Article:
We cannot change history.
Not our own personal history.
Nor the history of our people or our country or religion or the world.
We cannot change it and we cannot erase it.
We can learn.
And write a better history with the few new days at our disposal.
There is no fixing it.
There is no compensation or making amends or providing reparation.
How do you ‘fix’ loss?
Loss of honor.
Loss of trust.
Loss of dignity.
Loss of truth or life or time.
Perchance we could ‘repair’ loss of stuff, give back something material which was unjustly taken, but even that becomes impossible as time goes by and circumstances change and loss compounds.
There is no making un-dead of the dead.
There is no un-exploding the bomb.
There is no un-doing the war.
Those three are probably the most we can do, when it comes to history.
And, if we are fortunate, forgive.
Acknowledge and apologise for my history which caused loss.
Hoping, somehow, somewhere, there will be grace amongst humans.
Grace to erase what has been done.
To set it aside and grant absolution, as if it was absolutely not done.
Embrace and forgive for my history which was plagued by loss caused to me.
For we do not struggle to come to terms with history empty of loss.
It is the loss we bemoan, unaware that life is filled with loss and gain and loss again.
It is the loss which we allow to take us prisoner, preventing us from living new days in freedom.
Uninformed that loss is often gain, or at least the gateway to gain, and gain the door to loss again – the undeniable encoded rhythm of this life, which we choose to deny.
It is easier to forgive, when we see this.
And when we forgive, we are free to live and write new history.
This is what we want to do.
Most of us.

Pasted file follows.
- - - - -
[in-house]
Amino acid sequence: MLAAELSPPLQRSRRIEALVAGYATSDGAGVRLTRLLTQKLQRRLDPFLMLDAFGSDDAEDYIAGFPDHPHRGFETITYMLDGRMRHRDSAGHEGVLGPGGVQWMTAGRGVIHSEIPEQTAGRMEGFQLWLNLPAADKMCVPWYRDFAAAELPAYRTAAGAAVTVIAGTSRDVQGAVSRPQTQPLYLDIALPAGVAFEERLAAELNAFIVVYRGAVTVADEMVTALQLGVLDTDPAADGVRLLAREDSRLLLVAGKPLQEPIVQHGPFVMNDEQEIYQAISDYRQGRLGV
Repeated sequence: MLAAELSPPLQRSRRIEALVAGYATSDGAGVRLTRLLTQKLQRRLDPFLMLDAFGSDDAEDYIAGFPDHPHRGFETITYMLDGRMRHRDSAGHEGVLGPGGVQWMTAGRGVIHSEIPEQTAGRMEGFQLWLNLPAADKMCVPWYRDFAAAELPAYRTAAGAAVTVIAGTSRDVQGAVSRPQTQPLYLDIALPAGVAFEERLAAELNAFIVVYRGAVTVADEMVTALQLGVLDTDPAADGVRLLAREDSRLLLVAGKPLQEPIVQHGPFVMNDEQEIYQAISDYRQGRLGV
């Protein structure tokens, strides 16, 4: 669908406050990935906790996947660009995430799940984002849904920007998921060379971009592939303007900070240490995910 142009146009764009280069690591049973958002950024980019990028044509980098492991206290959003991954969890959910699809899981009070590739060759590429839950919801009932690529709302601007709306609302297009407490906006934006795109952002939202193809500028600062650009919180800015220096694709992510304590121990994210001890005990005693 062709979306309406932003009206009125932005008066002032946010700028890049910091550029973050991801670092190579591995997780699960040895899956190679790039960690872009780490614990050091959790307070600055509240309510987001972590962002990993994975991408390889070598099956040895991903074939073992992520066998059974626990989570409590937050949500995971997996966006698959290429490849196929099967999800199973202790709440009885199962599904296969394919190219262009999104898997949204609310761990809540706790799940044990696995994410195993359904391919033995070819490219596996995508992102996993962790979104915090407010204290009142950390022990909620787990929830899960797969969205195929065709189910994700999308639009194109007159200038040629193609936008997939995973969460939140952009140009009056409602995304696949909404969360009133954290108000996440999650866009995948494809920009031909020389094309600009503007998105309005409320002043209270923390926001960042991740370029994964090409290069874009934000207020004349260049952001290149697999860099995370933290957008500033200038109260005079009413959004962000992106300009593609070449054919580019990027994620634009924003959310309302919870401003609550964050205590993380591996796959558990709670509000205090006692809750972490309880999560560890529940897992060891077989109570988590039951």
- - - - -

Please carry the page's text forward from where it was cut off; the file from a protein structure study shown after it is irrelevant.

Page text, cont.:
We want to write a better story.
For our faith.
For our nation.
Well, most of us.
But if we are stuck in the loss, the better story will never come.
Which is often the case in our personal lives, and in our corporate life we share with believers and a nation and nations.
Of course, there is wrong perceived, which was no wrong at all.
Often, when we live honestly, others will experience loss, for then we choose our own integrity above their gain, which implies their loss.
This is history we are not ashamed of.
History we can acknowledge and embrace.
The kind of history we need to write with the moments of our lives.
Even if it isn’t or won’t be recognised as beautiful.
But we all have history, if we reflect in honesty, which we would want to be different.
Wrongs we did.
I know I do.
In my individual moments.
In my life shared with a long line of people who lived in France and The Netherlands and Ireland, a few hundred centuries ago.
In my life shared with people who fled to Africa, via Belgium, to escape persecution and then brought that same persecution with us, like the plague, for it is in our DNA to eat ourselves, subjecting others to the horrid death we barely escaped.
I cannot ‘repair’ that history.
I cannot un-do it.
Not the centuries of history which brought me to being a European African seeking the secrets of happiness in the Far East.
Not the few small decades of history, which brought me to being husband and father and friend, enemy and opponent and irritant, to a little bit of people in a world which thinks it is sophisticated, but is really lost in its own ego.
I can only apologise.
Seek forgiveness and live differently.
Or, at least, try to live differently, which seems to be doable, pushed onward by the energy of seeing the wrong and its consequences.
By the wind of our Origin, always calling us to become what we were created to be.
And so I humbly say I am sorry.
For the destructive works of my hands.
Intended and unintended.
Inspired by my avarice and stumbled into through my incompetent fumbling.
Caused by my father and his father and their fathers, as well, bringing me privilege which cannot be described, while robbing countless others of humanity and dignity.
And I embrace.
Injustice of centuries and decades is not un-done in a few words.
They are only un-done in forgiveness and absolution.
In an intervention of magnificent magnitude, ripping apart a curtain which divides and bringing darkness upon the earth, so that light may shine.
And I embrace.
Brokenness of existence and being is un-done in the Word in whom we find our collective origin.
In the Being from whom our being flows.
And I hope, in all I am and all I think and do, even as new days bring new lies and hurt and shame, for I am of earth as well, not consuming the fat and honey reserved for Deities, that this too will be sunken, deep in unfathomable oceans, so that eventually we may find restoration, in our being, to life beyond description.
And I implore – embrace it too, for if not embraced by you and me and all we know and meet, we are doomed to continue spiralling down the dark abyss of anger and rejection, never to become what we could be.
Or as a people.